This Must Be the Place (The Weinstein Company, R)

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theotherson 75I have no idea how you will feel about this movie. I’m not 100% sure I know how I feel about it.

 

thismustbetheplace 500

In many ways, modern film criticism tends to come down to a binary, black-and-white system of thumbs up or thumbs down. Some films easily fit into one category or the other. Skyfall is an obvious thumbs up; Silent Hill Revelation 3D is an obvious thumbs down. Most movies, however, exist in a gray area in between. Do I recommend Abraham Lincoln Vampire Hunter? I don’t know. There’s no real reason to recommend it, but no reason to be actively against it. Then, every once in a while you get a movie like This Must Be the Place, which completely defies all attempts to categorize it. It is such a strange movie that I could never feel comfortable recommending it, even to my close friends. I have no idea how they would feel about it. I’m not 100% sure I know how I feel about it.

This Must Be the Place stars Sean Penn as an aged goth rocker named Cheyenne who has retired, and now lives in Dublin with his wife, played by the always reliable Frances McDormand. He still dresses like a character from The Rocky Horror Picture Show, but he hasn’t held a guitar in years. He gets word from America that his father is dying. Being afraid of flying, and having not spoken to his father in 30 years, this news sends Cheyenne on one of those ever-reliable journeys that is both literal and metaphorical, in which he learns a little about his father and a lot about himself, and finds some kind of peace with his life. (If that last sentence was nauseating to read, I can assure you it was far worse to write.)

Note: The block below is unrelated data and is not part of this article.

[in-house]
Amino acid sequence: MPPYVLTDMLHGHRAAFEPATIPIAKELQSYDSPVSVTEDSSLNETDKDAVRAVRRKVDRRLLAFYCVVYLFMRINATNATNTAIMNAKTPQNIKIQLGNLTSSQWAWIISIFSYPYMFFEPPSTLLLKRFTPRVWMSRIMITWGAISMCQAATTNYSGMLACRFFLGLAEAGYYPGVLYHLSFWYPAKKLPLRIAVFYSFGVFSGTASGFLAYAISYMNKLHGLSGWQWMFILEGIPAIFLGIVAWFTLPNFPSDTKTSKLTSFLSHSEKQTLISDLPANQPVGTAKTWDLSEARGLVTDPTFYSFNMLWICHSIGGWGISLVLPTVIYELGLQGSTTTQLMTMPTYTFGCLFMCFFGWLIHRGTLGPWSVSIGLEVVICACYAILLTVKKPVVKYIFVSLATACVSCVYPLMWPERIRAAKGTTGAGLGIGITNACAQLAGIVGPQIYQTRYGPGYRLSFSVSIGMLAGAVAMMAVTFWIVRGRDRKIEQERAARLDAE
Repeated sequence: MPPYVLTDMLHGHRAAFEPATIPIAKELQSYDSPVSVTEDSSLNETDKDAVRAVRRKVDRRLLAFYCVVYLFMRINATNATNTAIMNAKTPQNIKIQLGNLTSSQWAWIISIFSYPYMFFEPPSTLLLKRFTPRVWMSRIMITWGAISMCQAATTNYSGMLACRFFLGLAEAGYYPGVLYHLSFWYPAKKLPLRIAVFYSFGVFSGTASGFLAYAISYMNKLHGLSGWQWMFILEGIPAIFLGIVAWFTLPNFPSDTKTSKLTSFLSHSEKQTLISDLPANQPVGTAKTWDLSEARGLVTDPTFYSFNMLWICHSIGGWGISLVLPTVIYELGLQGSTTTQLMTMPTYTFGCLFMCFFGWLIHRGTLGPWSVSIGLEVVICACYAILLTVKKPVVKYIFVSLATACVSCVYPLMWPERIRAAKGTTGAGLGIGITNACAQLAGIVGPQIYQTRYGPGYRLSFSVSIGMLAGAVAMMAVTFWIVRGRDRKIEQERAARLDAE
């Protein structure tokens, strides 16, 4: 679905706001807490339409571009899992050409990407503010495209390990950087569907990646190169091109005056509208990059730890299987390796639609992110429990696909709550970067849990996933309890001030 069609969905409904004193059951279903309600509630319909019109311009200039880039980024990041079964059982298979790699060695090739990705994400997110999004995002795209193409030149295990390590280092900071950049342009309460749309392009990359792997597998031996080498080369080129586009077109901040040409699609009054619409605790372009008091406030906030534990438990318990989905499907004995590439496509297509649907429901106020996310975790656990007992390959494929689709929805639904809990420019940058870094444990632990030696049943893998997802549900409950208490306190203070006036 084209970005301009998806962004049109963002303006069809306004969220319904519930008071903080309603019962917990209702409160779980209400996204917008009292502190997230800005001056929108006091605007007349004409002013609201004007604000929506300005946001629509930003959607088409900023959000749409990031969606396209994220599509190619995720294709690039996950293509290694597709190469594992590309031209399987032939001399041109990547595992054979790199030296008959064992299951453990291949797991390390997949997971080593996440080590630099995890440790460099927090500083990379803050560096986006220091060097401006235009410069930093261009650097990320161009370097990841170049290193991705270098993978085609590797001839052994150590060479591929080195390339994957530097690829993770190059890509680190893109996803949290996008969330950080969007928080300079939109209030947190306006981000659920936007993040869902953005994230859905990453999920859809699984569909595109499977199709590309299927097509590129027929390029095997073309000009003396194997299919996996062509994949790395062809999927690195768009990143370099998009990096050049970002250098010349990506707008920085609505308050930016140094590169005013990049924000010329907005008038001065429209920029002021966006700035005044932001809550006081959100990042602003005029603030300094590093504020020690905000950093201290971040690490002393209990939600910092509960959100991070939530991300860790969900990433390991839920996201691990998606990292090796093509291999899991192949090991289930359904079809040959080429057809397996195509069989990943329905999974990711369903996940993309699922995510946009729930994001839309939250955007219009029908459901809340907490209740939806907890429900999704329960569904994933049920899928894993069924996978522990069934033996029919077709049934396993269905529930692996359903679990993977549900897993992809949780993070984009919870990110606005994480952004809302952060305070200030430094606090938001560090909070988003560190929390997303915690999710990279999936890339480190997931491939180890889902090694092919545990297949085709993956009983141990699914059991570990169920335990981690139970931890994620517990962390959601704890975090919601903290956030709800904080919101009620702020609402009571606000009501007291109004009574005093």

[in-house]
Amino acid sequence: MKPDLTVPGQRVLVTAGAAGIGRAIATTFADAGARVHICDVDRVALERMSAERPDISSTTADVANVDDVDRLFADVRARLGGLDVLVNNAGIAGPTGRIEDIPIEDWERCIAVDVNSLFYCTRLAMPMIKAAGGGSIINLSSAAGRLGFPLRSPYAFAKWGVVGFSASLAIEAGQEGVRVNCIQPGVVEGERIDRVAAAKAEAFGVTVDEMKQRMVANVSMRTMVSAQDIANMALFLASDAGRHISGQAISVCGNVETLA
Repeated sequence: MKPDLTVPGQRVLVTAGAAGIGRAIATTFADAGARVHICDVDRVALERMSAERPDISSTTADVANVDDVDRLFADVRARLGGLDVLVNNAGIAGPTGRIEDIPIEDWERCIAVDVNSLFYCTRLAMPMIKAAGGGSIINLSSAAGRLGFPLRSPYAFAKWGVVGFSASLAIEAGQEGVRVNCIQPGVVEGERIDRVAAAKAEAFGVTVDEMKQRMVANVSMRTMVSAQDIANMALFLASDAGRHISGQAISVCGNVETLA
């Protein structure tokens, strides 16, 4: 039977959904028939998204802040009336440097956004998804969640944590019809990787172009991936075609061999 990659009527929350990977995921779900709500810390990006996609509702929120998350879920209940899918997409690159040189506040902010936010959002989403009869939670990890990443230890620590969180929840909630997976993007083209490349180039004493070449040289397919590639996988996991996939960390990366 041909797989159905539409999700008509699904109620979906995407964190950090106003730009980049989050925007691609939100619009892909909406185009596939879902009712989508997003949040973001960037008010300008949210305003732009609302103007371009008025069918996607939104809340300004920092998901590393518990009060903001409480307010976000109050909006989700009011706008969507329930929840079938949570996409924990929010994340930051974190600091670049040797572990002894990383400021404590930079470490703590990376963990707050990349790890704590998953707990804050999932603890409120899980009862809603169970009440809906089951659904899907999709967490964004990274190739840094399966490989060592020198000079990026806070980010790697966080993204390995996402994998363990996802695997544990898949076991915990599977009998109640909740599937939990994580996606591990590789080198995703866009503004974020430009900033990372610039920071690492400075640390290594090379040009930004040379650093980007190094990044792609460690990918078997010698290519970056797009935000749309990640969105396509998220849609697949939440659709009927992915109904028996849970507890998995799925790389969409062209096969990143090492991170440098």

I’ll be frank: For the first 20 minutes or so, I was in awe of just how much of a train wreck I was witnessing. I felt like I had stumbled into some kind of disaster in which Sean Penn was playing Tommy Wiseau in an artsy, independent character drama. I think it’s important to focus on Penn’s performance, because in a lot of ways it is the movie, and my reaction to him mirrored my reaction to the movie. At first, I didn’t know what the fuck he was doing, but I was having fun watching him do it. Then, about 30 minutes in, I realized that the comedy in Penn’s performance was intentional. This was pretty radical; I don’t know if Sean Penn has cracked a smile since Fast Times at Ridgemont High. The comedy allowed me to settle with his performance and enjoy what he was doing. Eventually, I actually got invested in his character. I don’t know if it’s a great performance or a terrible one, but it ended up working in some crazy way.

I should mention that this film is beautiful to look at. It was made by the Italian director Paolo Sorrentino, and shot by his collaborator, Luca Bigazzi. Italian filmmakers have a tendency to create beautiful imagery, even in films that would normally look very mundane. The cinematography helped keep me on board in some of the sequences I normally would have tuned out for.

This Must Be the Place is high on quirk, which is a risky thing for me. As far as I’m concerned, a little quirk goes a long way, often for too long. In many ways, this is a film I should not like. But it is unique, and I will always have a certain affection for films that feel unlike every other movie. This Must Be the Place often feels like it is right on the brink of losing control, but as it played out, I just got involved in whatever strange journey the movie was taking me on. So in the end, I guess I liked it—but I’m not sure if anyone else will. | Sean Lass

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